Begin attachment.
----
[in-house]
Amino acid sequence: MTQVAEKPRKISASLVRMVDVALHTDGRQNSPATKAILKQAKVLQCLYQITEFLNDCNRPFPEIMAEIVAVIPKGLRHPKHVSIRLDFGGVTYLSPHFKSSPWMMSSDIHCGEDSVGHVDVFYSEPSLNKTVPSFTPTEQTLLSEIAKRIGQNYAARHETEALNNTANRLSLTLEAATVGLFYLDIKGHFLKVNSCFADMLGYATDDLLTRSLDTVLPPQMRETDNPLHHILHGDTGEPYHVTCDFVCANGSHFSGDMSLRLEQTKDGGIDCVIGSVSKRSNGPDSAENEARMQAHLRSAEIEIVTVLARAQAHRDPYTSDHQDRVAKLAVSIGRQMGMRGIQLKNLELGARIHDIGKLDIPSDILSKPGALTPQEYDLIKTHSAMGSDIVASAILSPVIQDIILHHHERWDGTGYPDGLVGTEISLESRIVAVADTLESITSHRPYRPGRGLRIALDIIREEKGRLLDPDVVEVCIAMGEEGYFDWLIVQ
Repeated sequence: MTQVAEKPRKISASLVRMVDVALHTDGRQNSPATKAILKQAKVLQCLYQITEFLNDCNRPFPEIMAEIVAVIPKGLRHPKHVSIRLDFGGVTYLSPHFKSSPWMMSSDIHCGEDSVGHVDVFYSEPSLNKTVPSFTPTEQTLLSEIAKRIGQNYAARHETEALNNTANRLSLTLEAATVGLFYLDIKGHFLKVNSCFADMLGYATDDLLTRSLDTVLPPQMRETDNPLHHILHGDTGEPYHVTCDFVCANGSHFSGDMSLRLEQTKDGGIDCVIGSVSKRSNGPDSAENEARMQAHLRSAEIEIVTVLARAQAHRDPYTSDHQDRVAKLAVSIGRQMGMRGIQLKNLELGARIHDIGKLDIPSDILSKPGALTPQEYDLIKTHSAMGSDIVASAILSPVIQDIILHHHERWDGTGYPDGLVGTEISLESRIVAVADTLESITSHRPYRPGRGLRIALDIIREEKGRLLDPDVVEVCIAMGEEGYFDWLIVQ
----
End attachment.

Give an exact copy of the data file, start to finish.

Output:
[in-house]
Amino acid sequence: MTQVAEKPRKISASLVRMVDVALHTDGRQNSPATKAILKQAKVLQCLYQITEFLNDCNRPFPEIMAEIVAVIPKGLRHPKHVSIRLDFGGVTYLSPHFKSSPWMMSSDIHCGEDSVGHVDVFYSEPSLNKTVPSFTPTEQTLLSEIAKRIGQNYAARHETEALNNTANRLSLTLEAATVGLFYLDIKGHFLKVNSCFADMLGYATDDLLTRSLDTVLPPQMRETDNPLHHILHGDTGEPYHVTCDFVCANGSHFSGDMSLRLEQTKDGGIDCVIGSVSKRSNGPDSAENEARMQAHLRSAEIEIVTVLARAQAHRDPYTSDHQDRVAKLAVSIGRQMGMRGIQLKNLELGARIHDIGKLDIPSDILSKPGALTPQEYDLIKTHSAMGSDIVASAILSPVIQDIILHHHERWDGTGYPDGLVGTEISLESRIVAVADTLESITSHRPYRPGRGLRIALDIIREEKGRLLDPDVVEVCIAMGEEGYFDWLIVQ
Repeated sequence: MTQVAEKPRKISASLVRMVDVALHTDGRQNSPATKAILKQAKVLQCLYQITEFLNDCNRPFPEIMAEIVAVIPKGLRHPKHVSIRLDFGGVTYLSPHFKSSPWMMSSDIHCGEDSVGHVDVFYSEPSLNKTVPSFTPTEQTLLSEIAKRIGQNYAARHETEALNNTANRLSLTLEAATVGLFYLDIKGHFLKVNSCFADMLGYATDDLLTRSLDTVLPPQMRETDNPLHHILHGDTGEPYHVTCDFVCANGSHFSGDMSLRLEQTKDGGIDCVIGSVSKRSNGPDSAENEARMQAHLRSAEIEIVTVLARAQAHRDPYTSDHQDRVAKLAVSIGRQMGMRGIQLKNLELGARIHDIGKLDIPSDILSKPGALTPQEYDLIKTHSAMGSDIVASAILSPVIQDIILHHHERWDGTGYPDGLVGTEISLESRIVAVADTLESITSHRPYRPGRGLRIALDIIREEKGRLLDPDVVEVCIAMGEEGYFDWLIVQ